Is global warming affecting food prices?

A new study published in the journal Science today explores the effect of global warming on the agriculture of the world and whether or not it is affecting the price of food worldwide. The researchers found that in many parts of the world the warming of the earth is already having a profound effect on agriculture. For example, wheat yields in Russia are down by about 10% in recent years while also declining by a few percentage points in places like India, France and China. Likewise, corn yields are down in many of these places.

On the positive side of the ledger, the researchers noted that the excessive carbon dioxide that we are pumping into our atmosphere does act as a fertilizer to encourage plant growth and this offsets some of the losses from higher temperatures. Plants can only adjust to higher temperatures to a certain extent, though, and may quickly reach the point of diminishing returns, or even the point of no return. Indeed, as temperature increases are expected to accelerate in coming decades, the likelihood is that such a point may be reached fairly quickly.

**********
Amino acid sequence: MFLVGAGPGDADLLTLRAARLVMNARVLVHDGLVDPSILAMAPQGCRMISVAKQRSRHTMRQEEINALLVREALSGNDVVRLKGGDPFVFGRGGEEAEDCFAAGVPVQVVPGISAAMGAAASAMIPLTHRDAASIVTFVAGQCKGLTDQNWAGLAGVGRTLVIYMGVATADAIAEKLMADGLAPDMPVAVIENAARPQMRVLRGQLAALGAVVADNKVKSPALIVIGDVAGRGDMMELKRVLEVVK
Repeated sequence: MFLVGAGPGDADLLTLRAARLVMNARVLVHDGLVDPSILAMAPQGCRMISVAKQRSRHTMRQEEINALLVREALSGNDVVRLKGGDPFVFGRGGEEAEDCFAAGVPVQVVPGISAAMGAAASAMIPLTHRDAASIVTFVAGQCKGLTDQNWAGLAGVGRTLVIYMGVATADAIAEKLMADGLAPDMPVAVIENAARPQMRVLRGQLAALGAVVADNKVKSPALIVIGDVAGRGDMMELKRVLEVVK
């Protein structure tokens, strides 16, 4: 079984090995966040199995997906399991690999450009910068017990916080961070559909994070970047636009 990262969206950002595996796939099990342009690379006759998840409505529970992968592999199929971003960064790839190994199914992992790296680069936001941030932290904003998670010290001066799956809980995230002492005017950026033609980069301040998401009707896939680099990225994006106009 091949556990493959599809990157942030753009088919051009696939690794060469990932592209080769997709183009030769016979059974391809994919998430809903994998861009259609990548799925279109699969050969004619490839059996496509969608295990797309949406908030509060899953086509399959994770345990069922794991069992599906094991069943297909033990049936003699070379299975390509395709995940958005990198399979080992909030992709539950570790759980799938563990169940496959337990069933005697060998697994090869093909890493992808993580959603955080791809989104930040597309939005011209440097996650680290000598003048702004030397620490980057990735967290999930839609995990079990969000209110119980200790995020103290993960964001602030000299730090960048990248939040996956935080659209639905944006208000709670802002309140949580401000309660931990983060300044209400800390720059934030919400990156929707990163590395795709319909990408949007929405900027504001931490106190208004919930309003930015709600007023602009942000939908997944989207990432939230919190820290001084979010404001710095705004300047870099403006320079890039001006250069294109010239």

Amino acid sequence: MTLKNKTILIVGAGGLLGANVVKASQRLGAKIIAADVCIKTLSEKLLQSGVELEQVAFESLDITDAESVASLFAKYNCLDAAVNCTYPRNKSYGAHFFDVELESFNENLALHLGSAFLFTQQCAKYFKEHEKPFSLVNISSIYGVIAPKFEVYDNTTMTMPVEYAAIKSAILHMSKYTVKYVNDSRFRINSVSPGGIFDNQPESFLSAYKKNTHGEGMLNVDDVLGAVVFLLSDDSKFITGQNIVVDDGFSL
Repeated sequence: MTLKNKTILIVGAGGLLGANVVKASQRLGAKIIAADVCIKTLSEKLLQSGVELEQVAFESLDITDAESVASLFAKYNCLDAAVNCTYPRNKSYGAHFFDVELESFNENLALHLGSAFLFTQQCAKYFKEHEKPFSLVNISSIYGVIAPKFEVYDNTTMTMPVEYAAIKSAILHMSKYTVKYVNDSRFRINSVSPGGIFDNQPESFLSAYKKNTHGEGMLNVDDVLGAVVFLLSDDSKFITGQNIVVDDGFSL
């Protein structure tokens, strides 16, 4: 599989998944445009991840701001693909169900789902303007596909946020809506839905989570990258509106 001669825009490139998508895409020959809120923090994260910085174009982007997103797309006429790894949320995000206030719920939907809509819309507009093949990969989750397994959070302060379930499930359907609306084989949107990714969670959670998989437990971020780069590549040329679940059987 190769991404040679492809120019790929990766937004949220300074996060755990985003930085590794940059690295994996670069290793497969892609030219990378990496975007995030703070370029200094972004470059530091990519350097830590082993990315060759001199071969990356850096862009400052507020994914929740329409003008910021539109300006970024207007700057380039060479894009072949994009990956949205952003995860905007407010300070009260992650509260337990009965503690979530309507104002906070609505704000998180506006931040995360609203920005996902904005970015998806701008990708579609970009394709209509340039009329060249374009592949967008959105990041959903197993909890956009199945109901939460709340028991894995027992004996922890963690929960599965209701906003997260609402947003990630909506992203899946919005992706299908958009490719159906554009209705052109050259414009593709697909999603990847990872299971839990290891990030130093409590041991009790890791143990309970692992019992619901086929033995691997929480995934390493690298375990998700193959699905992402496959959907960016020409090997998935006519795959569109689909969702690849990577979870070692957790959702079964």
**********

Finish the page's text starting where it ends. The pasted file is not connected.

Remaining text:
A very interesting finding of the study was that so far the effect of global warming has been negligible in North America and researchers point out that this may be one of the reasons why many here deny that such change is taking place. If it's not happening to them, it doesn't exist, they believe. But all over Europe, in large parts of Asia, and in some parts of Africa and South America, the detrimental effects are already being felt, causing crop losses and accounting for price increases of about 6 percent in food prices. Moreover, this is happening in some of the poorest parts of the world where people are least able to afford the increases.

Although we haven't been affected that much yet, we cannot expect our luck to hold out. In fact, the current state of weather in this country - including the drought here in Texas - argue that our luck may have already run out.

But even if our good luck continues, don't we owe something to the rest of the world that is suffering from our unwillingness to do anything about our massive amounts of greenhouse gases that we are sending into the atmosphere? Ethically, morally, the answer is clear to me. We don't have a leg to stand on and we would be convicted by a jury of our peers.


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